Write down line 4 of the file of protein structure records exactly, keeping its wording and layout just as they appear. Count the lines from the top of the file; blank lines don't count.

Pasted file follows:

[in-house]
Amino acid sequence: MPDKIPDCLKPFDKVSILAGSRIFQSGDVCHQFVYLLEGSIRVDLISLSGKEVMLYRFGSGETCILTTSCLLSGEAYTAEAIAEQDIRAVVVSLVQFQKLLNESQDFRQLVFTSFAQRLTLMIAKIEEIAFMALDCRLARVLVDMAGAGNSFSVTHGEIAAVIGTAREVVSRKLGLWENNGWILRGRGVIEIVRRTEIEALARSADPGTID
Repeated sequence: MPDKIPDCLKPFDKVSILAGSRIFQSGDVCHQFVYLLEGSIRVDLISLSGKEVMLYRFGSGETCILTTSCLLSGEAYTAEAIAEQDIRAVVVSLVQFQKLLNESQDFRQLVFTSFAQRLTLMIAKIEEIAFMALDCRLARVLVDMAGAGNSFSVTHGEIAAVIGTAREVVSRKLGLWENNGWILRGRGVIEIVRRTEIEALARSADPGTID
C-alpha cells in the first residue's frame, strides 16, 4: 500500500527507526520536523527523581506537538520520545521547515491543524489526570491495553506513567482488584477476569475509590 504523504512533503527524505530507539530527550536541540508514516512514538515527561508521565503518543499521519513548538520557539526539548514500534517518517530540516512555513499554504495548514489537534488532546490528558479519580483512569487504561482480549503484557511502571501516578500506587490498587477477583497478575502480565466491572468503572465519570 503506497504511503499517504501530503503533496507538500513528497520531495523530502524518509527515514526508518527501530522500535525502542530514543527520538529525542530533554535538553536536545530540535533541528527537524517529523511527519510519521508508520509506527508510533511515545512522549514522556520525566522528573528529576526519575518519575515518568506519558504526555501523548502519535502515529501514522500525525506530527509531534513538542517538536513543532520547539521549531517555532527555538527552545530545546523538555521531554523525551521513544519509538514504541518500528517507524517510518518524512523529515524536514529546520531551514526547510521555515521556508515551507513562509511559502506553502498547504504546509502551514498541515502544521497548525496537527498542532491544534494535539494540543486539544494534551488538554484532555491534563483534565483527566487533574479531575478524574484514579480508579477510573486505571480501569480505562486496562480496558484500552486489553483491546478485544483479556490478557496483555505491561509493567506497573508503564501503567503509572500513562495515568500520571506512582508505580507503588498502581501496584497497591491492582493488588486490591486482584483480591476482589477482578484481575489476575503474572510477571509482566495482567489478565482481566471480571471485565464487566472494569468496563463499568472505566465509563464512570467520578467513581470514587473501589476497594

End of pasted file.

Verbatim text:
C-alpha cells in the first residue's frame, strides 16, 4: 500500500527507526520536523527523581506537538520520545521547515491543524489526570491495553506513567482488584477476569475509590 504523504512533503527524505530507539530527550536541540508514516512514538515527561508521565503518543499521519513548538520557539526539548514500534517518517530540516512555513499554504495548514489537534488532546490528558479519580483512569487504561482480549503484557511502571501516578500506587490498587477477583497478575502480565466491572468503572465519570 503506497504511503499517504501530503503533496507538500513528497520531495523530502524518509527515514526508518527501530522500535525502542530514543527520538529525542530533554535538553536536545530540535533541528527537524517529523511527519510519521508508520509506527508510533511515545512522549514522556520525566522528573528529576526519575518519575515518568506519558504526555501523548502519535502515529501514522500525525506530527509531534513538542517538536513543532520547539521549531517555532527555538527552545530545546523538555521531554523525551521513544519509538514504541518500528517507524517510518518524512523529515524536514529546520531551514526547510521555515521556508515551507513562509511559502506553502498547504504546509502551514498541515502544521497548525496537527498542532491544534494535539494540543486539544494534551488538554484532555491534563483534565483527566487533574479531575478524574484514579480508579477510573486505571480501569480505562486496562480496558484500552486489553483491546478485544483479556490478557496483555505491561509493567506497573508503564501503567503509572500513562495515568500520571506512582508505580507503588498502581501496584497497591491492582493488588486490591486482584483480591476482589477482578484481575489476575503474572510477571509482566495482567489478565482481566471480571471485565464487566472494569468496563463499568472505566465509563464512570467520578467513581470514587473501589476497594